5 Fighters Joe Rogan Always Favors
Joe Rogan is about as synonymous with MMA as a takedown. Unfortunately, something synonymous with Rogan is his biased commentary at times.
Rogan has been under a lot of scrutiny through the past years for his overly biased commentary but it's hard for fans to fault the guy. It's incredibly hard to not show a bias when Rogan knows/talks to many of these fighters when the cameras are off.
But in the world of professional journalism there's a time and a place to share your opinion; the main broadcast of a UFC PPV is not it. If the fighters on this list are ever involved in a close decision they can always depend on Rogan to talk them up to influence fan opinion.
In one of the more common characteristics with being one of Joe Rogan's boys, BJ Penn is a jiu-jitsu wizard.
Rogan's love affair with Penn can be heard over any broadcast that features the Hawaiian. There have been times when Rogan was giving us a warning to "look at Penn's flexibility" while fending off a takedown. It resembled a kid telling their parents to tune into the TV to watch their superhero do something cool.
When Jake Shields made his way to the UFC, the company knew they needed a way to hype up the Strikeforce champion in order to make him seem like a credible challenger to UFC fans.
Enter Joe Rogan.
Despite his opponent Martin Kampmann doing far more damage on the ground in their bout, Rogan wanted to only speak about Shields' Brazilian jiu-jitsu requirements.
I know Shields had a strong résumé coming to the UFC but shouldn't we let him prove himself in the promotion before crowning him the No. 1 contender before his hand gets raised?
Former lightweight champion Frankie Edgar almost benefited from some magical judging help from Joe Rogan.
In his bout with Benson Henderson, Edgar was able to land the higher volume and secure more takedowns but failed to inflict any damage and wasn't able to land power strikes. Henderson landed with less frequency but was able to inflict more visible damage, something that undoubtedly influenced the judges' decision.
Forgetting the fact that Henderson was landing the better shots, all Rogan wanted to talk about was Edgar's ability to move in and out.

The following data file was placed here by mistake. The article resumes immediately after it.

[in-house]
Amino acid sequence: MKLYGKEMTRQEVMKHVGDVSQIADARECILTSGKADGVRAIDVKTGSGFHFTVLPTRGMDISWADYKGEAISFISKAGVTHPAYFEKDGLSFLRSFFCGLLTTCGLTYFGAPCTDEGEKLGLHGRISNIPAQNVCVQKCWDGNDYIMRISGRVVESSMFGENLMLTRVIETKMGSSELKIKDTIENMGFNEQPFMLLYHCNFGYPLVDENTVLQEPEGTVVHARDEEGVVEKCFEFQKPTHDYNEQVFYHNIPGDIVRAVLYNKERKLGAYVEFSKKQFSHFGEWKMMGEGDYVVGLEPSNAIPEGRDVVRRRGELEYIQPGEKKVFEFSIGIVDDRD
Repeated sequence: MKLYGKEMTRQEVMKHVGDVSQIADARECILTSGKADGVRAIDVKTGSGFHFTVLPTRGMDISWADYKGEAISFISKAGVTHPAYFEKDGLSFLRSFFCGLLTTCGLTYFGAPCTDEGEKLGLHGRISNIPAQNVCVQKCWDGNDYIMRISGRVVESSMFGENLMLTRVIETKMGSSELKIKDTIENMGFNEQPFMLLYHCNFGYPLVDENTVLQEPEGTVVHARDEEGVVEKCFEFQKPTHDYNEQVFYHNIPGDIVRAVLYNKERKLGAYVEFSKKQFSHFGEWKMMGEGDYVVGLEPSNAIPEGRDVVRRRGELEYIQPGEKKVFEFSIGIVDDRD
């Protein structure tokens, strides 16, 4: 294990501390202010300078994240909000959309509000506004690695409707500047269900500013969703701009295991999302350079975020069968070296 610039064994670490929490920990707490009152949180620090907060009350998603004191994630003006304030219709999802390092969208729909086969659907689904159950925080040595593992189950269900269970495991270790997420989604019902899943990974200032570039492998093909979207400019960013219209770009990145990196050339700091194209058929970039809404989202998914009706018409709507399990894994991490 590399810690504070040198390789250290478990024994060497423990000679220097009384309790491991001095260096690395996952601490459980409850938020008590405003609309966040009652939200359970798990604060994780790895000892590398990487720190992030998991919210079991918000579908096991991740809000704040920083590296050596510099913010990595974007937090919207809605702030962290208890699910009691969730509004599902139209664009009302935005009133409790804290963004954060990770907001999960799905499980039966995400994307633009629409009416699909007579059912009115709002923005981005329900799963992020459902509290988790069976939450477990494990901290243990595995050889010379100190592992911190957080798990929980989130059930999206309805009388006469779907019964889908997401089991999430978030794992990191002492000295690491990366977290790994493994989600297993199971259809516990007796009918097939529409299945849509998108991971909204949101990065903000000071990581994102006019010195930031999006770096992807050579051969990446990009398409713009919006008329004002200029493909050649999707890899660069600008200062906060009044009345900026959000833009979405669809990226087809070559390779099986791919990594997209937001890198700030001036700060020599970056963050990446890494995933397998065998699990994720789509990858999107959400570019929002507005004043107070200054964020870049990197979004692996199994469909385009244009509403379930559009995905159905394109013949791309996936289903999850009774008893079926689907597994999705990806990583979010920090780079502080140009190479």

When Lyoto Machida walks out you can literally hear the drool pooling out of Joe Rogan's mouth.
There have been numerous instances where Rogan goes a little overboard when describing Machida. When Machida defeated Rashad Evans for the light heavyweight title, Rogan declared "Welcome to the Machida era."
Rogan's affection of Machida reached a culmination with his first bout against Mauricio "Shogun" Rua. Rogan's commentary came under quite a bit of scrutiny from fans due to favoring only Machida's offense while dismissing Rua's completely.
For some fans, this bout is a perfect example of it not necessarily being what Rogan says but rather what he chooses to ignore.
Among the many of Forrest Griffin's many accolades in MMA is a necklace with half a heart. The other half is worn around Joe Rogan's neck at all times.
Griffin is much more known for his standup style and for the most part, Griffin keeps it there. There are times in his bouts when Griffin will choose to take the fight to the mat and this is where Rogan comes into play.
It seems as if before either man touches the mat on a takedown in a Griffin fight, Rogan is reaching back into his library of quotes with "Forrest Griffin's ground game is very underrated."
If the man is a black belt under Robert Drysdale and Rogan mentions it in every one of his 14 UFC bouts, how underrated can it really be?